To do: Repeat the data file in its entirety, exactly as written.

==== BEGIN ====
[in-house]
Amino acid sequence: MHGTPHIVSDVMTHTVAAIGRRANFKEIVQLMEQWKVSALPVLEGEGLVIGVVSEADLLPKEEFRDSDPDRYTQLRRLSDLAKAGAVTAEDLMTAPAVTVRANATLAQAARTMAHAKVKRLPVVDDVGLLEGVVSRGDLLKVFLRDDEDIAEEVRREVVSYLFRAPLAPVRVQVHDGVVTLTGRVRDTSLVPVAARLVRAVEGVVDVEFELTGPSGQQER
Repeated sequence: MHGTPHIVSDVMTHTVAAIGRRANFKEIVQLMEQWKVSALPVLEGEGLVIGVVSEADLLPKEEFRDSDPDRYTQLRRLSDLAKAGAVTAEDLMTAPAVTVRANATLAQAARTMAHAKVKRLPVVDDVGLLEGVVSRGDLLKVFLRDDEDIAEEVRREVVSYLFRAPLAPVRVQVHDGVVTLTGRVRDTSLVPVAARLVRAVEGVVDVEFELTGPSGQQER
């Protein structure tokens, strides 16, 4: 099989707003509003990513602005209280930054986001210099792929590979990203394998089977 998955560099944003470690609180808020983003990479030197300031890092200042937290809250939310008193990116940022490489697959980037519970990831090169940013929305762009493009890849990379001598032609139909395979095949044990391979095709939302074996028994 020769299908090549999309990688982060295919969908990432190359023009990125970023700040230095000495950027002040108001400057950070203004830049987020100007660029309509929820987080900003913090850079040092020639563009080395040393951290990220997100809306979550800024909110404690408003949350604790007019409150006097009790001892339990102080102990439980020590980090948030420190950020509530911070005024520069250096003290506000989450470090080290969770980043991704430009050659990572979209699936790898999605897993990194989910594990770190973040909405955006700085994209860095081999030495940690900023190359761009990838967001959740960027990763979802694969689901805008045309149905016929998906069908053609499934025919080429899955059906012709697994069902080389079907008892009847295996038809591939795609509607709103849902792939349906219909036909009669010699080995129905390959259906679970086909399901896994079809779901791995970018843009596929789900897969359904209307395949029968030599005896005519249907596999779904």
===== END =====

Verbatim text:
[in-house]
Amino acid sequence: MHGTPHIVSDVMTHTVAAIGRRANFKEIVQLMEQWKVSALPVLEGEGLVIGVVSEADLLPKEEFRDSDPDRYTQLRRLSDLAKAGAVTAEDLMTAPAVTVRANATLAQAARTMAHAKVKRLPVVDDVGLLEGVVSRGDLLKVFLRDDEDIAEEVRREVVSYLFRAPLAPVRVQVHDGVVTLTGRVRDTSLVPVAARLVRAVEGVVDVEFELTGPSGQQER
Repeated sequence: MHGTPHIVSDVMTHTVAAIGRRANFKEIVQLMEQWKVSALPVLEGEGLVIGVVSEADLLPKEEFRDSDPDRYTQLRRLSDLAKAGAVTAEDLMTAPAVTVRANATLAQAARTMAHAKVKRLPVVDDVGLLEGVVSRGDLLKVFLRDDEDIAEEVRREVVSYLFRAPLAPVRVQVHDGVVTLTGRVRDTSLVPVAARLVRAVEGVVDVEFELTGPSGQQER
């Protein structure tokens, strides 16, 4: 099989707003509003990513602005209280930054986001210099792929590979990203394998089977 998955560099944003470690609180808020983003990479030197300031890092200042937290809250939310008193990116940022490489697959980037519970990831090169940013929305762009493009890849990379001598032609139909395979095949044990391979095709939302074996028994 020769299908090549999309990688982060295919969908990432190359023009990125970023700040230095000495950027002040108001400057950070203004830049987020100007660029309509929820987080900003913090850079040092020639563009080395040393951290990220997100809306979550800024909110404690408003949350604790007019409150006097009790001892339990102080102990439980020590980090948030420190950020509530911070005024520069250096003290506000989450470090080290969770980043991704430009050659990572979209699936790898999605897993990194989910594990770190973040909405955006700085994209860095081999030495940690900023190359761009990838967001959740960027990763979802694969689901805008045309149905016929998906069908053609499934025919080429899955059906012709697994069902080389079907008892009847295996038809591939795609509607709103849902792939349906219909036909009669010699080995129905390959259906679970086909399901896994079809779901791995970018843009596929789900897969359904209307395949029968030599005896005519249907596999779904």